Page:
posted on May, 10 2009 @ 04:25 PM
I stopped by this thread a few minutes ago and couldn't really think of anything specific although I agree that a jack-of-all-trades would be quite
But as I wandered off into other threads the thought kept coming back to me that someone who is a teacher, someone with general knowledge would be
advantageous. But a teacher of what? I stayed away from the college level because that train of thought would be too specific, too compartmentalized
and limited to only a detailed examination of a singular topic.
But then I had an idea that prompted me to come back here. Librarian.
Even in a post-apocalyptic world, surely some things would survive. There would still be some structures left. Maybe architects had the right idea,
unknowingly, to build all of our greatest libraries out of marble and stone. Sure they look pretty but they have the structural capabilities to escape
anything but a direct hit or massive flood.
And who would know where to find and glean that information that would be crucial to survival? Library science is loosely based on the ability to tie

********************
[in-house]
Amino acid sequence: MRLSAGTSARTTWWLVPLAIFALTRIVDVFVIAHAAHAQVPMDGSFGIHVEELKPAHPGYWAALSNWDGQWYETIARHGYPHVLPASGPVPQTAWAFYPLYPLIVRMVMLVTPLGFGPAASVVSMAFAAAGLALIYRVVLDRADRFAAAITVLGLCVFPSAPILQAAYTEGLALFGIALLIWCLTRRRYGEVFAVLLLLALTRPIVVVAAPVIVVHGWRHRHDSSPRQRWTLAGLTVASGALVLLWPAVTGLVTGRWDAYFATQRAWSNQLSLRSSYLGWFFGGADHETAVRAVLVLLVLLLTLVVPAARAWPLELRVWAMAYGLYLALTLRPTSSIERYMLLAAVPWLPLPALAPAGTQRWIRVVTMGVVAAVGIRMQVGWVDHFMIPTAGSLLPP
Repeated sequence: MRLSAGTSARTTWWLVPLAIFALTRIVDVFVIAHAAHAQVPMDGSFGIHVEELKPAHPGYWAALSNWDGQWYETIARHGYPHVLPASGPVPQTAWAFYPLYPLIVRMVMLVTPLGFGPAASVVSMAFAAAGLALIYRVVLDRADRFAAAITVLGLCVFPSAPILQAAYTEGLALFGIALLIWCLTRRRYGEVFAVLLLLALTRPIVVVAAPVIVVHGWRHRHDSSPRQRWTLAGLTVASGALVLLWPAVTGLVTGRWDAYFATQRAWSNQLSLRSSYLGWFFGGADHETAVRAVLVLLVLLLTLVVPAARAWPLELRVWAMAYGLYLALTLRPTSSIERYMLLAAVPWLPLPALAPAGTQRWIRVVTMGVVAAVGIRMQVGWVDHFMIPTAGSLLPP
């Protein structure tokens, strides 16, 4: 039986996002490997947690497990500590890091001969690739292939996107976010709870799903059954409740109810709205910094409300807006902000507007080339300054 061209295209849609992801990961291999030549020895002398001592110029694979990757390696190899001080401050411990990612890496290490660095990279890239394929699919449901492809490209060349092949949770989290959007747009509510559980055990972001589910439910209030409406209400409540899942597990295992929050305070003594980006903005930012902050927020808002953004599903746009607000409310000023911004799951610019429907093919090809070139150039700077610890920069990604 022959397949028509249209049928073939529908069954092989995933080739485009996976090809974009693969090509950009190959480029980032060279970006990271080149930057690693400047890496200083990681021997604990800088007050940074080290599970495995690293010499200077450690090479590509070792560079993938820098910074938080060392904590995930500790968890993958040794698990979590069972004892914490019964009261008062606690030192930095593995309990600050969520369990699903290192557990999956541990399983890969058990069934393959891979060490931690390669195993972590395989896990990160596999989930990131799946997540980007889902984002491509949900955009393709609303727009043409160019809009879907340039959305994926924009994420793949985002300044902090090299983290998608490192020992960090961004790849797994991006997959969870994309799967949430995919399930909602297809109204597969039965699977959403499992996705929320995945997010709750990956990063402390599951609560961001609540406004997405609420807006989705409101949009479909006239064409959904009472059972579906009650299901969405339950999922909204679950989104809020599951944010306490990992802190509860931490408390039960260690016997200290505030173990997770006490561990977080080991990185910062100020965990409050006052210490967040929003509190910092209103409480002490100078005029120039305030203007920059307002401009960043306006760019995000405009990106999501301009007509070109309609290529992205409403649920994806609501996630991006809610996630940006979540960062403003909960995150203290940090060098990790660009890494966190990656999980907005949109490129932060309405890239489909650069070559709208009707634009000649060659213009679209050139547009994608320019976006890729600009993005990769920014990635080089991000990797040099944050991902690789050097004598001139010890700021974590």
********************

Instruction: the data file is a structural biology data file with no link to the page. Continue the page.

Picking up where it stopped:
together seemingly unrelated subjects and combine them into a recognizable form of understanding. From abstract art to Zen Buddhism. From agriculture
to Zarathustra. From apples to zebras.
Even if our librarian didn't have access to books they would have that general knowledge of many diverse subjects that would come from their exposure
to the multitude of books that passed through their hands on a daily basis.
Books don't just organize and stack themselves. Someone would have to generally know what that book was about so it can be grouped with other like
subject matter, of which you would also have to know what they contained.
Even if our librarian didn't have all the information of a given subject they should at least have that seed of knowledge that others could then
Just a thought along a different path of understanding.
[edit on 10-5-2009 by zlots331]